There's a great noise surrounding Jack Grealish following his heroic performance at Wembley last Sunday and with it he has announced his arrival to the footballing world. The hubbub is only set to increase with an impending decision on his burgeoning international future: will he represent England or Ireland?
The stats don't lie, and neither did the viewing. A key pass leading to Villa's equaliser, swiftly followed by an assist early in the second half and some examples of remarkable close control capped a wonderful afternoon for Jack and the B6 faithful alike last Sunday. His match stats have been remarkable; his lowest pass completion across his three starts for the club is 92.3%.
Following alleged interest from Chelsea and Manchester City, Grealish signed a four-year deal in October worth £20,000 a week and he is expected to pledge his international future before the start of next season.
'Jack has to play a few more times for Aston Villa before he needs to make that decision. It's up to Jack where he wants to go. What I've got to do is make sure he's got that decision to make.' Tim Sherwood's stance was clearly outlined in the Birmingham Mail.
Born in Solihull to an English mother and Birmingham-born father he has been a Villa season ticket holder since the age of 4 but qualifies for Irish international duty through his paternal grandparents and has represented them from U15 level to U21 level. The attraction of playing for Ireland includes a more significant role in the team and a near guarantee of starting matches. However, if assurances over his development are met; the likelihood of inclusion in senior squads and subsequent game time, then the suspicions are that he will play for England.
England manager Roy Hodgson and U-21 manager Gareth Southgate are on red alert following his performance at Wembley, and the pair will undoubtedly hold talks with him imminently. Hodgson and Southgate will point towards the new St George's Park National Football Centre, combined with the FA's focus on bringing through the next generation of English talent and in all honesty it would be surprising if Grealish chose not to represent England. Likewise, he has seen his teammate Fabian Delph cement his place as an England starter through regular football for Aston Villa and he will be confident of doing the same, especially given his current manager's prowess for developing younger players.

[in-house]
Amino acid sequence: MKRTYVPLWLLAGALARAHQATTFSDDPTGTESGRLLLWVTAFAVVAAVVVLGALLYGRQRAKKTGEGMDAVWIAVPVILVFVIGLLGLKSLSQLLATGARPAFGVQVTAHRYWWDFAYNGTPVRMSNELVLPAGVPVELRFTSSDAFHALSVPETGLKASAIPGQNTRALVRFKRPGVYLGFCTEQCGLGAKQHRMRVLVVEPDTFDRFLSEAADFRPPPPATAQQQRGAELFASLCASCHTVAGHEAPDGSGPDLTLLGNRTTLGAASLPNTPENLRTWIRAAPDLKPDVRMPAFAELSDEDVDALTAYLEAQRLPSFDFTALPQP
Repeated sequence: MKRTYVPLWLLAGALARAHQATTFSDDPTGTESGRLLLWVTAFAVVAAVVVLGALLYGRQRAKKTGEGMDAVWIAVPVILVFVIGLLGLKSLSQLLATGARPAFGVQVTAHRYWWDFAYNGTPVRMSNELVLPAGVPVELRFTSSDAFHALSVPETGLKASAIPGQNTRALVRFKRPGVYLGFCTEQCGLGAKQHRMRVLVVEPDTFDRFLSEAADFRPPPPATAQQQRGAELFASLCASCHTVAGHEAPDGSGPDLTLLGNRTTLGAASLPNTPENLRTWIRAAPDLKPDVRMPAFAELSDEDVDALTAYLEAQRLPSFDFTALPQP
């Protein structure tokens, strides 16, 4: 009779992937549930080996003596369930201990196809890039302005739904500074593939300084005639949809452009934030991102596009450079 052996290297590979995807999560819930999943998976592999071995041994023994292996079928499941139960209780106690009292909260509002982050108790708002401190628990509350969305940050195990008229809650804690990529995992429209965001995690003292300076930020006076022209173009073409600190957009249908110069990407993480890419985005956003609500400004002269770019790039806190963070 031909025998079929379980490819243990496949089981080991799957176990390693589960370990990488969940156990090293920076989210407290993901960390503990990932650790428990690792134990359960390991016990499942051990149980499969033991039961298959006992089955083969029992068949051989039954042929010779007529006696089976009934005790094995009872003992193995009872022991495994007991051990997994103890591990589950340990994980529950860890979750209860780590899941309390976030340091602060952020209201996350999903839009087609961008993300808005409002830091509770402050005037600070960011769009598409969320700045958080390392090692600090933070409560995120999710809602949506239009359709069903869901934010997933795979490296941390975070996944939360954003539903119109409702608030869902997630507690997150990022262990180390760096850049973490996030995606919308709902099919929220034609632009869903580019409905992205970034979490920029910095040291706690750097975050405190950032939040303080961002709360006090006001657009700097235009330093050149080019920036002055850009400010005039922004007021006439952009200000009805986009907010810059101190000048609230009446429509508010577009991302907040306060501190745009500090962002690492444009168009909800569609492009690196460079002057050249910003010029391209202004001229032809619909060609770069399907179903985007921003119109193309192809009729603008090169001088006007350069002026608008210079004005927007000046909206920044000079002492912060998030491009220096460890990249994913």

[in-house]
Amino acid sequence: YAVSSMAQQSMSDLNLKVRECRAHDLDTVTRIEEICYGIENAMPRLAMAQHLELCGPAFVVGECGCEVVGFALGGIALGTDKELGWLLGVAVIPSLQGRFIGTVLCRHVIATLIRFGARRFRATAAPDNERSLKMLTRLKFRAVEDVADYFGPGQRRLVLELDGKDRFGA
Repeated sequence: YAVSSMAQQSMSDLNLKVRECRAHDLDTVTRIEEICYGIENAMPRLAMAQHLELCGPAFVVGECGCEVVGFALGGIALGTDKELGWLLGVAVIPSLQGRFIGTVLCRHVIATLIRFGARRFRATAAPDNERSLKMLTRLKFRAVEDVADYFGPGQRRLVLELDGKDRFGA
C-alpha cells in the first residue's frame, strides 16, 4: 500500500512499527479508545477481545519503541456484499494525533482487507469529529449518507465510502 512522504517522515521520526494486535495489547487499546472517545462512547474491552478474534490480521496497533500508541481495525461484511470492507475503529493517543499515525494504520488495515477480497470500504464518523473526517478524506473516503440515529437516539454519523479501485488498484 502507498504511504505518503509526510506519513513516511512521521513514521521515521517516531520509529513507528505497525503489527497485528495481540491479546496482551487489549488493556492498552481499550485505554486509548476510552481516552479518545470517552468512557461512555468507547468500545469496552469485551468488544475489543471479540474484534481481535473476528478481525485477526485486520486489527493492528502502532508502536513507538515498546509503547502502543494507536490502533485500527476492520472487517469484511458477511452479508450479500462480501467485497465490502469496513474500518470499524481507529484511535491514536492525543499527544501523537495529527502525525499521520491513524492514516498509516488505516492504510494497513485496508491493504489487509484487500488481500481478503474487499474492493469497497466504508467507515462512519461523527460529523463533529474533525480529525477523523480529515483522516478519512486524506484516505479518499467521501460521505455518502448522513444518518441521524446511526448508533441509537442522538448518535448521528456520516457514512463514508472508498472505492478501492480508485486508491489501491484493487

Grealish turned down the chance to represent England 17s at the age of 15, presumably, in the belief that he would see more game time playing for Ireland. Last year, the pendulum swung the other way, Grealish turned down the chance of a senior call up following talks with Republic of Ireland manager, Martin O'Neill. His decision to keep his options open looks set to be rewarded, and his reluctance to attain his first Irish cap is not insignificant.
Years of wearing the green of Ireland are sure to have left their mark on Jack but in reality, he has made a handful of appearances at each level and his hiatus of representing the Irish U21s to focus on cementing a place in the Villa starting line up is another indicator of his priorities; playing football at the highest level possible, which means a first cap for England looks likely.
'It's going to be a difficult decision, it's completely up to Jack as well. There is a friendly coming up in June - you never know he could play 45 minutes for Ireland and 45 minutes for England.' Quipped his Dad in the Irish Independent, somewhat tongue-in-cheek, whilst revelling in his son's sweat soaked shirt from the semi-final on Sunday.
Before he has to make that decision, Grealish will be focused on guaranteeing Premier League survival for his beloved club, as well as, hopefully, delivering the FA Cup back to the Midlands; something his great-great Grandfather, Billy Garraty, managed 110 years ago with a man of the match performance in a 2-0 win against Newcastle.